The Pandora therefore reflects an age in which there was a growing emphasis on consumer goods from a social and economic perspective. The “pretty, little, dear, charming stranger” (Governor Livingston, “Homespun”) brought more than simply potential patterns of dress to women. For the dedicated followers of fashion, she brought the chance to be at the forefront of style during a time when this was a very important ideal.

Image

Figure C
Article Type: Classified ads.
Newspaper: Morning Herald 
Place of origin: (London, England)
Date: 2-12-1799
Issue: 5742 Page: Unknown

Image

Figure D
Article Type: Advertisement
Paper: Boston News-Letter, published as the Massachusetts Gazette.
Date: 10-02-1766
Issue: 3287 Page: 4
Place of origin: Boston, Massachusetts

Image

Figure E
Article Type: Advertisement
Paper: New-England Weekly Journal, published as New England Weekly Journal.
Date: 07-09-1733
Place of origin: Boston, Massachusetts
Issue: CCCXXIX Page: 2

Bibliography

Chapters in books

McKendrick, Neil. “The Commercial Revolution of Eighteenth-Century England.” In The Birth of Consumer Society: The Commercialization of Eighteenth-Century England, 9-33. London: Europa, 1982.

Articles/Advertisements

Advertisement. [No Headline]. London Morning Herald, February 12, 1799. Accessed February 28,2014.http://find.galegroup.com/bncn/retrieve.do?sgHitCountType=None&sort=DateAscend&prodId=BBCN&tabID=T012&subjectParam=Locale%2528en%252C%252C%2529%253AFQE%253D%2528tx%252CNone%252C6%2529poupee%2524&resultListType=RESULT_LIST&searchId=R1&displaySubject=&searchType=BasicSearchForm&currentPosition=6&qrySerId=Locale%28en%2C%2C%29%3AFQE%3D%28tx%2CNone%2C6%29poupee%24&retrieveFormat=MULTIPAGE_DOCUMENT&subjectAction=DISPLAY_SUBJECTS&inPS=true&userGroupName=uclosangeles&sgCurrentPosition=0&contentSet=LTO&&docId=&docLevel=FASCIMILE&workId=&relevancePageBatch=Z2000899931&contentSet=UBER2&callistoContentSet=UBER2&docPage=article&hilite=y.

Advertisement. [No Headline]. New England Weekly Journal, September 7, 1733. Accessed February 28, 2014. http://infoweb.newsbank.com/iw-search/we/HistArchive?p_theme=ahnpdoc&p_action=doc&p_product=EANX&p_nbid=J51X4DPJMTM5NDIzOTg5NC40Nzc2MTU6MToxMDoxMjguOTcuMC4w&f_docref=image/v2:108C1BB941096180@EANX-108C9BB06B0E6660@2354215-108C9BB0AA8FBC98@1-108C9BB1214CCBA8@&p_docref=image/v2:108C1BB941096180@EANX-108C9BB06B0E6660@2354215-108C9BB0AA8FBC98@1-108C9BB1214CCBA8@&p_docnum=-1.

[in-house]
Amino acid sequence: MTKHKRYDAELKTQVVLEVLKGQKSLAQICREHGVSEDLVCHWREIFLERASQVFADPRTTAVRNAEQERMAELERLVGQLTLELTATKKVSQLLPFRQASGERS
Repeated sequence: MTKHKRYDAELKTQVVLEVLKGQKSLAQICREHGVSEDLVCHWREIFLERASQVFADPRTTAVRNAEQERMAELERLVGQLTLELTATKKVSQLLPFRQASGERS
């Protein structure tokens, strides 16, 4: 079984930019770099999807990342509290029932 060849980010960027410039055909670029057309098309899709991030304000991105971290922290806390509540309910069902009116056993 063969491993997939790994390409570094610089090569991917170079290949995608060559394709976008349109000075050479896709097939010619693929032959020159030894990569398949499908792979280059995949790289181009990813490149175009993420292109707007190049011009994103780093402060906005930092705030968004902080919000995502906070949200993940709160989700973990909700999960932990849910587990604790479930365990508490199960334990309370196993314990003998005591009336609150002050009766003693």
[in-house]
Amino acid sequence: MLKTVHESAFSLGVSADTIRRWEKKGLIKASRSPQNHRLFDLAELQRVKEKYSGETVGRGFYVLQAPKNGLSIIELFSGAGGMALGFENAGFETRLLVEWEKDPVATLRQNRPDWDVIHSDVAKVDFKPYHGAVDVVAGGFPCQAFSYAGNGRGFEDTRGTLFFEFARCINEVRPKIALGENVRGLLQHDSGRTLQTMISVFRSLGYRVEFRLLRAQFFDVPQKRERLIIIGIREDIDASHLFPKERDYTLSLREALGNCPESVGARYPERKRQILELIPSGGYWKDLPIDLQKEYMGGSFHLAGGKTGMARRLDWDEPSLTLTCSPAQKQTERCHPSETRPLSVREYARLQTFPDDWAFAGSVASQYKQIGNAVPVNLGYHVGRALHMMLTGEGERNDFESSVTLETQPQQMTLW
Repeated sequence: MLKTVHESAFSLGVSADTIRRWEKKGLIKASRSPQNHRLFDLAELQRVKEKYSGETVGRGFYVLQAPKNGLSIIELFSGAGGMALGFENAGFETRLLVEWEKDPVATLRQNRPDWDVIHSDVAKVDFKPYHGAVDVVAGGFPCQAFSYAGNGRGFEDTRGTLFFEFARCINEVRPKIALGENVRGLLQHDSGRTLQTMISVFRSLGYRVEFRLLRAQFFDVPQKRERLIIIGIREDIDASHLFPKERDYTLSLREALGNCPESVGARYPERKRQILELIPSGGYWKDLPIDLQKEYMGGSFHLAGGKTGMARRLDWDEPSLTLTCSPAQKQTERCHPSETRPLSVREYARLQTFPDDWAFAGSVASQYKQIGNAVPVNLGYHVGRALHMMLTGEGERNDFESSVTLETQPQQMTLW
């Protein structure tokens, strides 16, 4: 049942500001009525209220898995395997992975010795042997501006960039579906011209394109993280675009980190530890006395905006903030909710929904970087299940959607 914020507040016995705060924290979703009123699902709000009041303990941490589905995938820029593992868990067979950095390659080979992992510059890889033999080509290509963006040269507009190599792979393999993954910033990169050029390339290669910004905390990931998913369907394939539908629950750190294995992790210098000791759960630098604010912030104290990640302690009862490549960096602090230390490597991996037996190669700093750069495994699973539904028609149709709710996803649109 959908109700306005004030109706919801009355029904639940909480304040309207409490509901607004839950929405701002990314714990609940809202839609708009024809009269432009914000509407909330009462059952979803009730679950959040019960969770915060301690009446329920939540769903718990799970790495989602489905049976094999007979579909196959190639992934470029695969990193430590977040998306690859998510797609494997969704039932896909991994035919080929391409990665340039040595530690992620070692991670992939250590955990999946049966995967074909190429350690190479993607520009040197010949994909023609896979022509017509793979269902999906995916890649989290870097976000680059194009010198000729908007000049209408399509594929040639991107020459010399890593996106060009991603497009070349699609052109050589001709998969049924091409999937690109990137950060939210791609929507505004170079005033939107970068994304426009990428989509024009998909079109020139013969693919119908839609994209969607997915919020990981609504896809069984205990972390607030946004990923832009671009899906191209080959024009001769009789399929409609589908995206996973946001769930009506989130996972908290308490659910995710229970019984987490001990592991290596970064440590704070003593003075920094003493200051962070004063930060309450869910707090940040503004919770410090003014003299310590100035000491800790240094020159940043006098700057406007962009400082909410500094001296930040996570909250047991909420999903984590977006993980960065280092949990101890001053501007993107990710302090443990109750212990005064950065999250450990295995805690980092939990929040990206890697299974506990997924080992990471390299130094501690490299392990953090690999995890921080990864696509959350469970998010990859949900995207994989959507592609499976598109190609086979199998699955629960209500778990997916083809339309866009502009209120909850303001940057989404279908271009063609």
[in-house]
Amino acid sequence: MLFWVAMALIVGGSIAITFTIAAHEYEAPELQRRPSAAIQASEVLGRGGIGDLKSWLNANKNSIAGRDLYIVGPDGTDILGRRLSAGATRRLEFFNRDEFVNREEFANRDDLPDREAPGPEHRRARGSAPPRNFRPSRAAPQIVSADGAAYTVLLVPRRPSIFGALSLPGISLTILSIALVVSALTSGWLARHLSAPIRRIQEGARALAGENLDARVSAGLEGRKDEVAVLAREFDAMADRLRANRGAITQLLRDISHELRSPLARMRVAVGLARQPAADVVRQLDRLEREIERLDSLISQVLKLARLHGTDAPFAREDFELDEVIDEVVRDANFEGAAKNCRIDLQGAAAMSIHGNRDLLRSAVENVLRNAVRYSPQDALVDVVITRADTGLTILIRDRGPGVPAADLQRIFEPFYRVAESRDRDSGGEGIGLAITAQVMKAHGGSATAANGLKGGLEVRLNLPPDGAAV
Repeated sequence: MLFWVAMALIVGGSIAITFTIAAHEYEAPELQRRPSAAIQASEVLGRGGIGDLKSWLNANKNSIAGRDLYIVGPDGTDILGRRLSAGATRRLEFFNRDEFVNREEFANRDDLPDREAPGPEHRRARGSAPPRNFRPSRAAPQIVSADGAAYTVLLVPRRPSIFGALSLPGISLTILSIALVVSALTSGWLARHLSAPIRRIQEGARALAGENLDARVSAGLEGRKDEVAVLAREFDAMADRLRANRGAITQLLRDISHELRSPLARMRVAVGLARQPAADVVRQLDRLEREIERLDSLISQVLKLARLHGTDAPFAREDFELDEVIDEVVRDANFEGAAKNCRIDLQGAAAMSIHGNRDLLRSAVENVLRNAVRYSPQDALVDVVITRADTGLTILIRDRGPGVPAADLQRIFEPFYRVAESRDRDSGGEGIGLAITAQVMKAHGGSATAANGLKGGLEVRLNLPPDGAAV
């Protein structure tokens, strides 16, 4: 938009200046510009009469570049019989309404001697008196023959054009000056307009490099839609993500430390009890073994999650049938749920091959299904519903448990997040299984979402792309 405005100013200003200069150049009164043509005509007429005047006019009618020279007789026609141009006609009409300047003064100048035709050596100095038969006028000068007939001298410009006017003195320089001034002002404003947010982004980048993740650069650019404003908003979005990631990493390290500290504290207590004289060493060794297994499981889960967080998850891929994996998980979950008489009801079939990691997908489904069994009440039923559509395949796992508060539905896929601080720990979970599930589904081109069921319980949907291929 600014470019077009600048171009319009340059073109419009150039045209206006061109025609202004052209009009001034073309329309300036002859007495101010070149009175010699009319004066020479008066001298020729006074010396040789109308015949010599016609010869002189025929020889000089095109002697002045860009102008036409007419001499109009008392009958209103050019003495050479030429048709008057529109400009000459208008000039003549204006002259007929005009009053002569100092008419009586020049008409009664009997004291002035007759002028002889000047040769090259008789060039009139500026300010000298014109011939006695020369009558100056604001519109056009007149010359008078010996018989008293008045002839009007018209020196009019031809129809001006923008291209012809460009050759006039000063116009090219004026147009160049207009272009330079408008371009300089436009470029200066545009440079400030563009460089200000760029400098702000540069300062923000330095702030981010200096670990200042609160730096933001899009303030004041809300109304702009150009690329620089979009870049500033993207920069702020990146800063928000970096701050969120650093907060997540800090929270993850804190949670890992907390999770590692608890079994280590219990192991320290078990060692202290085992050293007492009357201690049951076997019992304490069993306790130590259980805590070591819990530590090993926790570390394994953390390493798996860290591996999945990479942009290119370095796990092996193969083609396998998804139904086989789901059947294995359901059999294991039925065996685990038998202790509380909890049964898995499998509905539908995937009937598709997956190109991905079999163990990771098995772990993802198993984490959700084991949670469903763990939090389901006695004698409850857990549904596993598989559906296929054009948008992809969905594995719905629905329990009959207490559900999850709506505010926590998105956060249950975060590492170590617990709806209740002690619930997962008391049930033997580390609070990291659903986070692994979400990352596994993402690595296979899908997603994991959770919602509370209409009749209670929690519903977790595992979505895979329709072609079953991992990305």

Advertisement. [No Headline]. The Massachusetts Gazette, February 2, 1766. Accessed February 28, 2014. http://infoweb.newsbank.com/iw-search/we/HistArchive?p_theme=ahnpdoc&p_action=doc&p_product=WHNPX&p_nbid=L59V55BRMTM5NDIzOTc2My42MTY3MjQ6MToxMDoxMjguOTcuMC4w&f_docref=image/v2:1036CD221971FE08@WHNPX-105B5726775957D8@2366353-105B5726E746A432@3-105B5727C068AA57@&p_docref=image/v2:1036CD221971FE08@WHNPX-105B5726775957D8@2366353-105B5726E746A432@3-105B5727C068AA57@&p_docnum=-1. 

Eulogy. “The Duchess of Devonshire.” Belle Assemblée, April, 1806.

Livingston, William. “From the American Museum. Homespun.” Massachusetts Spy, September 1 1791. Accessed February 28, 2014. http://docs.newsbank.com/openurl?ctx_ver=z39.88-2004&rft_id=info:sid/iw.newsbank.com:WHNPX&rft_val_format=info:ofi/fmt:kev:mtx:ctx&rft_dat=102F3F6113484977&svc_dat=HistArchive:ahnpdoc&req_dat=0D6884C8DA6CD5B5.

Images

“Doll’s Pocket.” Victoria and Albert Museum. Accessed February, 22 2014, http://collections.vam.ac.uk/item/O82500/dolls-pocket-unknown/

“Frailties of Fashion.” British Museum. Accessed February, 22, 2014, http://www.britishmuseum.org/research/collection_online/collection_object_details.aspx?objectId=1654172&partId=1&searchText=fashion+doll&page=1

“Fashion Doll with accessories.” Victoria and Albert Museum. Accessed February, 22 2014, http://collections.vam.ac.uk/item/O100708/fashion-doll-with-unknown/

Advertisements

One thought on “Fashion Doll with Accessories, 1755-1760- Pamela Holmes

  1. The prevalence of the Pandora fashion doll in eighteenth-century Europe is especially interesting, as it highlights the convergence of consumerism with female empowerment through dress. The Pandora dolls prove how something as small as a doll can become a significant symbol in considering forms of female empowerment beyond the private sphere of domesticity. This blog post’s inclusion of how “the level of craftsmanship and expensive nature of the fabric reveals the importance of luxury to fashionable ladies of eighteenth century” is especially revealing, as it proves how even just the small, fine details of the doll’s luxurious silk fabrics emphasize the doll’s upper class origin.

    The Pandora doll also raises questions of emulation and authenticity, especially considering the dawning of the Enlightenment in the mid-eighteenth century. As we have observed this quarter in readings by Rousseau and Michael Kwass, the Enlightenment proved to shift fashion from inauthentic emulation based on aristocratic power to more natural, authentic forms of self-expression. This provokes the question of whether or not the Pandora doll experienced any transformations in appearance as a result of Enlightenment persuasion. Did the doll change from exhibiting expensive, luxurious and “elegant” displays to more natural costume, according to society’s enlightened needs? Overall, this blog post is especially fascinating in its utilization of a child’s toy as a tool to observe “seismic” change in eighteenth-century European society.

Leave a Reply

Fill in your details below or click an icon to log in:

WordPress.com Logo

You are commenting using your WordPress.com account. Log Out / Change )

Twitter picture

You are commenting using your Twitter account. Log Out / Change )

Facebook photo

You are commenting using your Facebook account. Log Out / Change )

Google+ photo

You are commenting using your Google+ account. Log Out / Change )

Connecting to %s